Tracing Concealed Assets in Fraud Investigations, Arbitration Awards, and Judgments
Respondents to this year’s Global Fraud & Risk Report survey cited a significant increase in fraud-related losses.
In the case of an internal fraud, once a fraud allegation has been made and investigated, the imperative usually shifts to loss recovery. Similarly, arbitration awardees, judgment creditors, and financial institutions that are chasing debtors with non-performing loans often need expert assistance to identify assets that can be frozen and recovered.
Few debtors start out intending to default on a loan. Nor do they (or can they) erase the early asset footprints they leave behind. The same can be said even for perpetrators of fraud. How then do you find the money?
Uncovering asset footprints
A company’s game plan should start with a well-researched history of the target debtor, going back long before the date of the loan or transaction. The asset search should also include a comprehensive search of public records and information databases. Depending on the jurisdiction, these may contain evidence and important leads to assets such as real estate, business holdings, bank accounts, cars, boats and planes, and receivables, among other items.
Social media also has become a rich source of asset-related information. For example, Kroll has often found assets and evidence disclosed by debtors and their families on social media pages that were not password protected. This is not a rare occurrence. In our 24/7, need-to-communicate, tell-all world, the subjects of investigations and their families can be indiscreet and indiscriminate, broadcasting, for example, pictures of their weekend homes and luxury possessions.
Once these tracks have been laid and analyzed, the strategy may shift to external inquiries or human intelligence.
Money and assets may be scattered across multiple, complex jurisdictions and in some where it is traditionally hard to make recoveries. Throughout all these stages it is important to focus on the path of least resistance – investigating first in jurisdictions most amenable to enforcement.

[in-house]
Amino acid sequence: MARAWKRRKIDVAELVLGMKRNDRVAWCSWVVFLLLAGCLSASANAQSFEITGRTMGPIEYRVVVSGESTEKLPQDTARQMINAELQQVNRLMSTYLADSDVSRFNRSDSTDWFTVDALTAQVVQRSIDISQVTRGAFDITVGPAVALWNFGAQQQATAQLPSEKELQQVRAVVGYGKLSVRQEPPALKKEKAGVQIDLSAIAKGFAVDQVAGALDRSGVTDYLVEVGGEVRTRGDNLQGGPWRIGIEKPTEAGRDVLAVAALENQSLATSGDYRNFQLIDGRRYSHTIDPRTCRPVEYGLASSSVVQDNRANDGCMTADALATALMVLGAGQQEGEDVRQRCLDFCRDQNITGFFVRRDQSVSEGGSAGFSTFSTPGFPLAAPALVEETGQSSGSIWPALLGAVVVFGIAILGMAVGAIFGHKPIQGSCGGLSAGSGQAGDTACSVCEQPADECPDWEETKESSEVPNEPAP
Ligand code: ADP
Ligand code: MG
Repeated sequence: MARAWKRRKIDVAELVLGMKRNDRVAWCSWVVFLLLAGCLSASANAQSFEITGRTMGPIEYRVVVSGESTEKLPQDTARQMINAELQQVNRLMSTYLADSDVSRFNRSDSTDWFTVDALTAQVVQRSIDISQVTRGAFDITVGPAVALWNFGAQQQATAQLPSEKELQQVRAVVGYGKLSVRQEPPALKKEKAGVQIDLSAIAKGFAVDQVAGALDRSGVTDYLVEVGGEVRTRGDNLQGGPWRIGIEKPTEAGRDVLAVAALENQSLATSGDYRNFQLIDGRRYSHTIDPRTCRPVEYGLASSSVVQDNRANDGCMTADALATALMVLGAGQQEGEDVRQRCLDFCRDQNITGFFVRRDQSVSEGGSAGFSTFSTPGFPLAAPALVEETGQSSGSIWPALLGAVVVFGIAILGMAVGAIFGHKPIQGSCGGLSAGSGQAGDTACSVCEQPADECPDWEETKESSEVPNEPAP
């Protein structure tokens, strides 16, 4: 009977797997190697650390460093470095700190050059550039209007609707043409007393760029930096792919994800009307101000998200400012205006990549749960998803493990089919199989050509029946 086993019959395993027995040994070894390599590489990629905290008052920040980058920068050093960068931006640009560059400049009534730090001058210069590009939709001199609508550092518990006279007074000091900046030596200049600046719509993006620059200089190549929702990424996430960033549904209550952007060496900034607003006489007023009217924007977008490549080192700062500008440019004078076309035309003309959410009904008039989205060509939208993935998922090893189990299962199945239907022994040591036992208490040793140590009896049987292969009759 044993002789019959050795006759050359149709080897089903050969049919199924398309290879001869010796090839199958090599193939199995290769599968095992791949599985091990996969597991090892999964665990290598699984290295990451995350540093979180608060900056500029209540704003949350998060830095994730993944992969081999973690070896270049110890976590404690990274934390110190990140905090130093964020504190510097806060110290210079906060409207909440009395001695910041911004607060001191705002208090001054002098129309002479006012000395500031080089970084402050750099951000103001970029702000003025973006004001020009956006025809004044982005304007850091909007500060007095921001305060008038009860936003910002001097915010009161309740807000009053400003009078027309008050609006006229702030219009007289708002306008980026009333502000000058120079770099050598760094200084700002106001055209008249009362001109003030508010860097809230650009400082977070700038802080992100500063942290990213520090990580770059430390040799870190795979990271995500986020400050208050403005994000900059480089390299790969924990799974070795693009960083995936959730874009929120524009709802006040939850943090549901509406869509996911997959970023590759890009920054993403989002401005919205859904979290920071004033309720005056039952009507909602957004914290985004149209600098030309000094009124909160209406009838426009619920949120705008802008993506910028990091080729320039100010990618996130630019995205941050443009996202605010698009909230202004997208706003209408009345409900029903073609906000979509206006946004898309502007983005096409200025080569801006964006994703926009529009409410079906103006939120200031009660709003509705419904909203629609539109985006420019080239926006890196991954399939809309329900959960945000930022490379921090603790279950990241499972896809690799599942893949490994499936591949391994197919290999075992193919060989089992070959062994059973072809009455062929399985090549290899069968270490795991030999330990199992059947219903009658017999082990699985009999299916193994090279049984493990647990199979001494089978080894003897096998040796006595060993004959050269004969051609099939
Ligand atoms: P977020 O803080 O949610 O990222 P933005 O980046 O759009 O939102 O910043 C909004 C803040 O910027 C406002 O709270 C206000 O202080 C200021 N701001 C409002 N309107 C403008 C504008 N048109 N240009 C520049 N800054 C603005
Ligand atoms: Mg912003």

The number of countries where assets can be safely hidden is actually shrinking, but the ways in which assets can be concealed has grown. These are abetted by the proliferation of private investment vehicles and the speed of electronic transfers; the complicity of bank managers in some jurisdictions, despite anti-money laundering laws and the banks’ own internal rules; the remaining countries which still profit from being asset flight havens; and for some of the highest net worth dodgers, there are some governments and heads of state who provide shelter, undoubtedly for a price.
However, creditors seeking expert help can have realistic hopes of making potentially significant loss recoveries, even in challenging jurisdictions. If the facts merit an official criminal investigation, creditors should also consider government assistance under a Mutual Legal Assistance Treaty (“MLAT”). MLATs are multinational treaties that facilitate, among other things, obtaining in one signatory country evidence of certain designated crimes committed by an individual(s) or business entity(ies) in another signatory country. The remedy is available only to governments. However, many asset search investigations are conducted in parallel with government investigations where the government has the discretion to assist a victim creditor.